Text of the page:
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4. What is the Source of the Salt?

The Briny Deep
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1. Introduction
2.  Salt in Seawater?
3. Ions of Salt
4. Source of the Salt?
5. Salinity Variability
6.Salinity & Precipitation
7. Salinity Summary
8. Calculating Salinity
9. Ocean Temperature
10. Solar Radiation
11. Properties
12. Light Penetration
13. Temperature
14. Thermocline
15. Density
16. Layering
 

To this and other questions of the sea, scientists seek answers with full awareness much about the oceans is not fully understood.

  • Sea water is a weak, but complex solution made up of many things including mineral salts and decayed biologic matter from marine organisms.
  • Most of the ocean's salts are derived from gradual processes, such as weathering and erosion of the earth's crust and mountains by the  dissolving action of rains and streams.

Some of the ocean's salts have been dissolved from rocks and sediments below the sea floor, while others have escaped from the Earth's crust through volcanic vents as solid and gaseous materials.

Salts become concentrated in the sea because the Sun's heat evaporates almost pure water from the surface of the ocean,  leaving the salts behind. This process is part of the continual exchange of water between the Earth and the atmosphere, called the hydrologic cycle, which, along with the sources of salt, is illustrated in the following diagram.

Water vapor rises from the ocean surface through evaporation and is carried landward by the winds in the form of clouds and humidity.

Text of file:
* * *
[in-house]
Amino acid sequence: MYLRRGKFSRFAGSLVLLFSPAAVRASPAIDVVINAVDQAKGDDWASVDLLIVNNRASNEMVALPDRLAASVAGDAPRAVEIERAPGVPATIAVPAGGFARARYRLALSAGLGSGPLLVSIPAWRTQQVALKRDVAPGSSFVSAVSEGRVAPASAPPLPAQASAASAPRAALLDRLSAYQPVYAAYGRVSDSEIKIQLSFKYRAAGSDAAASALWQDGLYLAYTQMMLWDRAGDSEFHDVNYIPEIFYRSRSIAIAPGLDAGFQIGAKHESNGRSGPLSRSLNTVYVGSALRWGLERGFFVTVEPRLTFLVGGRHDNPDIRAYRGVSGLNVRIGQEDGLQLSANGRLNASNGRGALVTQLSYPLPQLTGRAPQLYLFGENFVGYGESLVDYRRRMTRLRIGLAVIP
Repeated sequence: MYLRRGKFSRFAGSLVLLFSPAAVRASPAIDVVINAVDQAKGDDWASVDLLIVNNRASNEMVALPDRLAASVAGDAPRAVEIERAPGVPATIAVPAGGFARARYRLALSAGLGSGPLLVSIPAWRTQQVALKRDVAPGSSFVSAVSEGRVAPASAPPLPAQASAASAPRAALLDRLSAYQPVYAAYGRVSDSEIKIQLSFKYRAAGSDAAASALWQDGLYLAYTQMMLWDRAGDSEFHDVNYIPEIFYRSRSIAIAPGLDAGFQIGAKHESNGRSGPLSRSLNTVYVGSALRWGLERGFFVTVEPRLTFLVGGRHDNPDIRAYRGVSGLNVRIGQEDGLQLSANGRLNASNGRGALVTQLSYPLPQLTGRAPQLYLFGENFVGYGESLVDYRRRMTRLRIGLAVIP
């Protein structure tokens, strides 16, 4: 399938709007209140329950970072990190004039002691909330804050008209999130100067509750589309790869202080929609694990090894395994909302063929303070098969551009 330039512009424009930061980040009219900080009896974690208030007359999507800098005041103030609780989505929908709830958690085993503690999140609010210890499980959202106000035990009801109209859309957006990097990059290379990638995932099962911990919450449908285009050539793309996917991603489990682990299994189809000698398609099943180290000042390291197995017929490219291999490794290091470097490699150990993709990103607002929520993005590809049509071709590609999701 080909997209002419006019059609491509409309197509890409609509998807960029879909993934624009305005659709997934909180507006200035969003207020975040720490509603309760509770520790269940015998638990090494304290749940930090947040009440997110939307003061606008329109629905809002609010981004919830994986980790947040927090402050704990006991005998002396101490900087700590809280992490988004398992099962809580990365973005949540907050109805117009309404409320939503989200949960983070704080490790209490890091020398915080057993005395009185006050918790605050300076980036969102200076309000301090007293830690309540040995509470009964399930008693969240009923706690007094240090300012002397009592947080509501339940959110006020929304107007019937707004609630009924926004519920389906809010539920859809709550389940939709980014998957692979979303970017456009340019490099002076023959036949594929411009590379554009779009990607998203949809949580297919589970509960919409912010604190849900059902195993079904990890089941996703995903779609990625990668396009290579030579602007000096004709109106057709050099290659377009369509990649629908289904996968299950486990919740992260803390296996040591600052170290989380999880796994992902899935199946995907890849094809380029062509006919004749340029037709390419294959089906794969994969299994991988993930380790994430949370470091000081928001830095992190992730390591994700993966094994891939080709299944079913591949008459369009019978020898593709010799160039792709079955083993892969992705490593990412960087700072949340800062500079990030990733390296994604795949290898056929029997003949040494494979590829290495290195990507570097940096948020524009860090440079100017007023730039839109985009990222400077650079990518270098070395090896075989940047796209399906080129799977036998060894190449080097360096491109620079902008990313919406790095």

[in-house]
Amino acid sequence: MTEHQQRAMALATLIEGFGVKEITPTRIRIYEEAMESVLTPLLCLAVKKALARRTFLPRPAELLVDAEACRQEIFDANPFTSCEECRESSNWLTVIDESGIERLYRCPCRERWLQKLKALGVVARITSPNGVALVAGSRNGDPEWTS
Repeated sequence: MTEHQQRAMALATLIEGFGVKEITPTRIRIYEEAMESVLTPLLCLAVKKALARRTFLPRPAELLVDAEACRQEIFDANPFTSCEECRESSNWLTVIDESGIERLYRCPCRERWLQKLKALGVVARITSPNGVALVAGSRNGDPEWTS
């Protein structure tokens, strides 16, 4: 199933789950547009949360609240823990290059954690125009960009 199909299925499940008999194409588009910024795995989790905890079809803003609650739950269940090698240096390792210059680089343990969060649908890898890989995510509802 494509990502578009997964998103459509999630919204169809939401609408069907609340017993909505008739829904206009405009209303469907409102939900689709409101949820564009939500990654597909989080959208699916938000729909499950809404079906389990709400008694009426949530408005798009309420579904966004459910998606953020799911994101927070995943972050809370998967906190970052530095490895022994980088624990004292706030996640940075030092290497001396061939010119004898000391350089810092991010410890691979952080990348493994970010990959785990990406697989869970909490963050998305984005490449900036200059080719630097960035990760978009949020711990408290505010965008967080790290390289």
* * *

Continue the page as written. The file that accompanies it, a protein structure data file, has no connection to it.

When the vapor in the clouds collides with a colder mass of air, the moisture condenses (changes from a gas to a liquid) and falls to Earth as rain.

The rain runs off into streams, or underground as groundwater, both of which transport water back to the sea.

Evaporation from both the land and the ocean again causes water to return to the atmosphere as vapor and the cycle starts anew.

Natural products like dissolved salts are not the only chemicals that are transported by rivers to the sea.... Listen to Seaweb's Ocean Report for a short discussion on non-point source pollution of our coastal regions.

©Copyright 1999
March 13, 1999

Send to Don Reed

Department of Geology
San Jose State University
#2 Why does the concentration of dissolved salts increase in the sea (as opposed to the low level of dissolved salts in river water)?

a) Because there is more salt than water in the sea.
b) Because there is more water than salt in the sea.
c) Because solar energy evaporates nearly pure water from the sea, leaving the salts behind as a residue.
d) All of the above.
e) None of the above.